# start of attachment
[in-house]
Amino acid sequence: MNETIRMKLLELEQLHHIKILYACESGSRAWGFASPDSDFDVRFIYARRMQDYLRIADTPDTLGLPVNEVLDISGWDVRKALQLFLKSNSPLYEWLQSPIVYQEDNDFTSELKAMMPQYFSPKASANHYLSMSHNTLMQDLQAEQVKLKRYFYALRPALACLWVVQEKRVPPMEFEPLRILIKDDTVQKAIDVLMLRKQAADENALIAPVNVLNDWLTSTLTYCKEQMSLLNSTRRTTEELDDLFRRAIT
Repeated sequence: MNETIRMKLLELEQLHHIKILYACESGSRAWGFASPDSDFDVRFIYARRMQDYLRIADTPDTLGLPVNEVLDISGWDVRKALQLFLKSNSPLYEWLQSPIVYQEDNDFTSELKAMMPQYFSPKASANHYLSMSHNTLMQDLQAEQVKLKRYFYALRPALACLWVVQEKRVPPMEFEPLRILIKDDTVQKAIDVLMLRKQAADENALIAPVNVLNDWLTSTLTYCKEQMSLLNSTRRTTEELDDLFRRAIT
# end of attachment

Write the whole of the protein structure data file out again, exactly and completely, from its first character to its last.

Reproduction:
[in-house]
Amino acid sequence: MNETIRMKLLELEQLHHIKILYACESGSRAWGFASPDSDFDVRFIYARRMQDYLRIADTPDTLGLPVNEVLDISGWDVRKALQLFLKSNSPLYEWLQSPIVYQEDNDFTSELKAMMPQYFSPKASANHYLSMSHNTLMQDLQAEQVKLKRYFYALRPALACLWVVQEKRVPPMEFEPLRILIKDDTVQKAIDVLMLRKQAADENALIAPVNVLNDWLTSTLTYCKEQMSLLNSTRRTTEELDDLFRRAIT
Repeated sequence: MNETIRMKLLELEQLHHIKILYACESGSRAWGFASPDSDFDVRFIYARRMQDYLRIADTPDTLGLPVNEVLDISGWDVRKALQLFLKSNSPLYEWLQSPIVYQEDNDFTSELKAMMPQYFSPKASANHYLSMSHNTLMQDLQAEQVKLKRYFYALRPALACLWVVQEKRVPPMEFEPLRILIKDDTVQKAIDVLMLRKQAADENALIAPVNVLNDWLTSTLTYCKEQMSLLNSTRRTTEELDDLFRRAIT